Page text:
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Gigabites: EPB Streams Alligator Feed in 4KGigabites: EPB Streams Alligator Feed in 4K

Live in 4K, it's alligator feeding time... thanks to EPB's gigabit network.

Mari Silbey

April 1, 2016

3 Min Read
Gigabites: EPB Streams Alligator Feed in 4K

It's Friday. Time for Gigabites. This week, EPB gets up close and personal with the alligators, the gigabit scene heats up in LA, Suddenlink expands service in North Carolina and more.

  • What's a gigabit good for anyway? EPB Fiber Optics has a new answer. The municipal broadband provider in Chattanooga, Tenn. launched a new display screen in the Chattanooga airport this week featuring live 4K/Ultra HD footage of the inside of the Tennessee Aquarium's alligator habitat. Figure 1: Screen capture of EPB's live 4K video feed of the Tennessee Aquarium's alligator habitat Screen capture of EPB's live 4K video feed of the Tennessee Aquarium's alligator habitat

    Calling it the "first municipal demonstration of ultra-high definition live video in the country," EPB and its host city are touting the demo as a tourist attraction, a first look at what's available in downtown Chattanooga. It's also a way to draw attention to the unique high-speed broadband service EPB has to offer. After turning Chattanooga into one of the nation's first gigabit cities, EPB recently started promoting 10-Gig residential service with the help of Nokia's next-gen PON fiber technology. (See Chattanooga Vaults to 10-Gig With NG-PON.)

If the lifelike alligator video isn't enough to scare visitors away, the new airport display should act as a handy advertisement for EPB, and a way to show passersby what kind of video experience gigabit broadband can enable.

Want to learn more about EPB? There's still time to register for our Gigabit Cities Live event in Charlotte on April 5 to hear EPB's Colman Keane speak.

  • AT&T Inc. (NYSE: T) has its own plan to draw attention to its gigabit service. The telco has for months put out a steady stream of announcements covering new gigabit neighborhood deployments and milestones. In the latest press release, AT&T highlights its gigabit service in the Los Angeles metro area. According to the company, GigaPower is now available to tens of thousands of locations locally, and AT&T plans to make the Los Angeles metro one of its largest areas of gigabit service in the country.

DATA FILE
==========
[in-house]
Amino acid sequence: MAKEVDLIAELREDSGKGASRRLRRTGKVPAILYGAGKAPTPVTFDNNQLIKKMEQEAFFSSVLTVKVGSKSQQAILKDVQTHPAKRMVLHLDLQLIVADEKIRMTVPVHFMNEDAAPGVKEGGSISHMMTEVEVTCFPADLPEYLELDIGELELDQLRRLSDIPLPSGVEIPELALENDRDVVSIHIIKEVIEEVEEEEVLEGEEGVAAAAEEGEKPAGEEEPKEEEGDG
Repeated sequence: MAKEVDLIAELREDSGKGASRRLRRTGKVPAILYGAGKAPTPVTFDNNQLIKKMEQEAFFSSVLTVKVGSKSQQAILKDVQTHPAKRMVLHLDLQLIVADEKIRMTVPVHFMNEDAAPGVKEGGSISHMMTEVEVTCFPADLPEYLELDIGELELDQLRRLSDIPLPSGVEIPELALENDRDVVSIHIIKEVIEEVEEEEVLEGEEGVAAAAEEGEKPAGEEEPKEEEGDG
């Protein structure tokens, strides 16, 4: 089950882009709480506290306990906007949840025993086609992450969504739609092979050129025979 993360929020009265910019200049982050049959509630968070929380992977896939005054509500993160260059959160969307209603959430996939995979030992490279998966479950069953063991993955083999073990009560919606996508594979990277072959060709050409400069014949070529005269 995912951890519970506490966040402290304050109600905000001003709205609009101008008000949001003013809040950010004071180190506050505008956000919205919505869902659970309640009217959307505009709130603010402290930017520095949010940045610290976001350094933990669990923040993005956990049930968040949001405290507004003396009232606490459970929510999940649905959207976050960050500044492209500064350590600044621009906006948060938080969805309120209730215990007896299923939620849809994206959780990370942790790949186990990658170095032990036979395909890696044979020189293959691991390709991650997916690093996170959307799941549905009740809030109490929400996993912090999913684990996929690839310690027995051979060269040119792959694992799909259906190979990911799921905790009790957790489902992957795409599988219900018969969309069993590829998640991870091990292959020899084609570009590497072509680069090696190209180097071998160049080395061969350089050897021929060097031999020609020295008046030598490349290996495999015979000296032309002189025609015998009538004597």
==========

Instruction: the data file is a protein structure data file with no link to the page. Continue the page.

It's worth noting that Google Fiber Inc. recently announced that it too will take its Gigabit service to LA; a service that now offers triple-play bundles with the recent introduction of Google Fiber Phone landline voice service. (See Google Eyes Chicago & LA for Fiber Expansion and Google Fiber Moves a Step Closer to Cable.)

    • Back on the East Coast, Suddenlink Communications also announced a new gigabit expansion effort this week. Residents of New Bern, N.C., can now access the cable company's DOCSIS 3.0-powered gigabit service.

    • And finally, a new town in Tennessee is getting a gigabit thanks to the efforts of John "Thunder" Thornton. Thunder (Thornton) is leading the real estate development Jasper Highlands project and has decided to add gigabit broadband to the list of attractions for his 3,000-acre plot of land. Thunder Enterprises has created its own ISP known as Hi-Tech Data LLC and is connecting to service provided in nearby Alabama by the North Alabama Electric Cooperative.

      — Mari Silbey, Senior Editor, Cable/Video, Light Reading

About the Author(s)

Mari Silbey

Senior Editor, Cable/Video

Mari Silbey is a senior editor covering broadband infrastructure, video delivery, smart cities and all things cable. Previously, she worked independently for nearly a decade, contributing to trade publications, authoring custom research reports and consulting for a variety of corporate and association clients. Among her storied (and sometimes dubious) achievements, Mari launched the corporate blog for Motorola's Home division way back in 2007, ran a content development program for Limelight Networks and did her best to entertain the video nerd masses as a long-time columnist for the media blog Zatz Not Funny. She is based in Washington, D.C.

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